Between Myth and Legend: Who Really Owned Henderson Open Space?

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Henderson Open Space, located behind the former Raley’s shopping center on Hartnell Avenue, is a jewel among Redding’s green spaces. It’s generally accepted that the family for whom Henderson Road is named also owned the semi-wild land that runs west down to the Sacramento River, south to the Rother subdivision and north toward the Cypress Street Bridge.

Surprisingly, documentation reveals that another family owned and lived on the property for more than 50 years.

The Viscaino family owned 20 acres of what’s now Henderson Open Space. They purchased it from Jacob Graffe in 1931 and moved onto the property in 1932. After making yearly payments, a Transfer of Property document shows that Graffe transferred ownership to Mrs. Viscaino in 1943.

Mike Viscaino and his mother in 1940.

Mike Viscaino and his mother in 1940.

The Viscaisno’s youngest son, Mike, born in 1934, is one of their seven children raised on the property.

The land was different then. There were open meadows and clear ponds teaming with fish. The largest pond featured a thriving wood duck population, now long gone.

The Sacramento River was different, too. It originally lay east of where it is today. You can still see a shallow channel of water where it once ran full and clear.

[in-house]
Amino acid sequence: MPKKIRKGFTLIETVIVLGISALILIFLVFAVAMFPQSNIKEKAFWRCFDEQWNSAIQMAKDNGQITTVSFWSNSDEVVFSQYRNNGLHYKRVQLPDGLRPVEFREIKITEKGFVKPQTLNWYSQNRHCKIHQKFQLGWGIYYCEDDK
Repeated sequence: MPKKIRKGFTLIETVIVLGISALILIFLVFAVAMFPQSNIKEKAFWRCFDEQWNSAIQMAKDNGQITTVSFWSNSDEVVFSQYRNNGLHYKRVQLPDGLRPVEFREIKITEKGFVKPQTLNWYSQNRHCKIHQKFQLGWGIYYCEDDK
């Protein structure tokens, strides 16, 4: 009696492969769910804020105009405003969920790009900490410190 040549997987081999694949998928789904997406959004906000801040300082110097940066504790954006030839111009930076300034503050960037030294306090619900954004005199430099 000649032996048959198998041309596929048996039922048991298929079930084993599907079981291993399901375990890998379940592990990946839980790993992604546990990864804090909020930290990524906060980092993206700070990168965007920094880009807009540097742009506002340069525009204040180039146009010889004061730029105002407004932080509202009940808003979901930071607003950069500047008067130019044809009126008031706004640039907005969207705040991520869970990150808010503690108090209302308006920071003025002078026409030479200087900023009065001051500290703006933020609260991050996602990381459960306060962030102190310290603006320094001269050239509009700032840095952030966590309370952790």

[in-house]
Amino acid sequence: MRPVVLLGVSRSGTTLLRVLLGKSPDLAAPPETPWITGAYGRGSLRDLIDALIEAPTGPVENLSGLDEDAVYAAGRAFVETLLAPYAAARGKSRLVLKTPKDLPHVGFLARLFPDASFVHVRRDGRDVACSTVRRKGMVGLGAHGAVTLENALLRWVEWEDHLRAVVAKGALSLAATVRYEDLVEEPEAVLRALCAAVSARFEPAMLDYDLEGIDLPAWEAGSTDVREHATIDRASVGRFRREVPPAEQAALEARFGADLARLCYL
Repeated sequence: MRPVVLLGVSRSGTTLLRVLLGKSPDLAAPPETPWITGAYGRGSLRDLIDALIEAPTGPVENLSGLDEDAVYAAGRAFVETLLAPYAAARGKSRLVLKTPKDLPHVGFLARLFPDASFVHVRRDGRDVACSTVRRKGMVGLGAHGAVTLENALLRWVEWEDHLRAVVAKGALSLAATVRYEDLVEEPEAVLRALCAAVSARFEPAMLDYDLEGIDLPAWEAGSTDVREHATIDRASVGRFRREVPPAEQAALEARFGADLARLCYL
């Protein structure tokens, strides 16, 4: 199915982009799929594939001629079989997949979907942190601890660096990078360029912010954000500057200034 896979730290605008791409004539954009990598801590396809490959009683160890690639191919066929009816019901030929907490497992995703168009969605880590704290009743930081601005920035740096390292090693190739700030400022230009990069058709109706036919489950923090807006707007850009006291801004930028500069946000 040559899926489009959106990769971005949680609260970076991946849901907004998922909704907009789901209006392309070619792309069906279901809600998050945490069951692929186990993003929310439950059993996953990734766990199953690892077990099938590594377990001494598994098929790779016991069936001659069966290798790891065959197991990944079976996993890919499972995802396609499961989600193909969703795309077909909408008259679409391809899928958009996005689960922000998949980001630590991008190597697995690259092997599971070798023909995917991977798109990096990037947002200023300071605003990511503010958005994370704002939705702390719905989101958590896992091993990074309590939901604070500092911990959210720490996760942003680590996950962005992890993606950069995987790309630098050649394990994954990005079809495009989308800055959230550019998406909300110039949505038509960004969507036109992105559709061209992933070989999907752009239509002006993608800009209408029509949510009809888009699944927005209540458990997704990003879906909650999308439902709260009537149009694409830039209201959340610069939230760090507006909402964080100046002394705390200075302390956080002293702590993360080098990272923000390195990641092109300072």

Viscaino Family Life

Viscaino’s father farmed seven acres of the land, raising alfalfa, cucumbers, tomatoes, corn, turnips, watermelon and more, working it with a horse and plow. Look closely and you’ll see railroad tie fence posts he put up to keep his horse out of the crops.

Viscaino crops were prized in the area. Redding’s Safeway market bought everything Mr. Viscaino could produce. What wasn’t sold to Redding’s 8,000 residents was taken to Sacramento for sale.

Mrs. Viscaino planted an orchard near their homestead. It included two walnut trees — which she grafted into English walnuts — four peach trees, four or five cherry trees, three fig trees and a persimmon tree. The persimmon and giant walnut trees are still alive on Henderson Open Space.

The food they grew helped the Viscainos survive. Harvested walnuts helped pay the tax bill. Elderberries that grew abundantly around the property became delicious jam. Mrs. Viscaino canned the salmon they caught from the river. This, along with some bacon and dried corn they’d grown, saw the family through the winter.

The Viscainos lived in a four-bedroom, 1,500 square foot house. Now, the flat land where it once stood features a disc golf station, a stone bench and trees that weren’t there 50 years ago.

Remnants of the old homestead – erroneously believed to have been the Hemsted family’s – are still visible: the driveway, the septic tank that Viscaino’s father built and the pump house that pumped water for his garden. The concrete steps, and foundation for one of the cabins the elder Viscaino built are still there.

But there’s more to this story.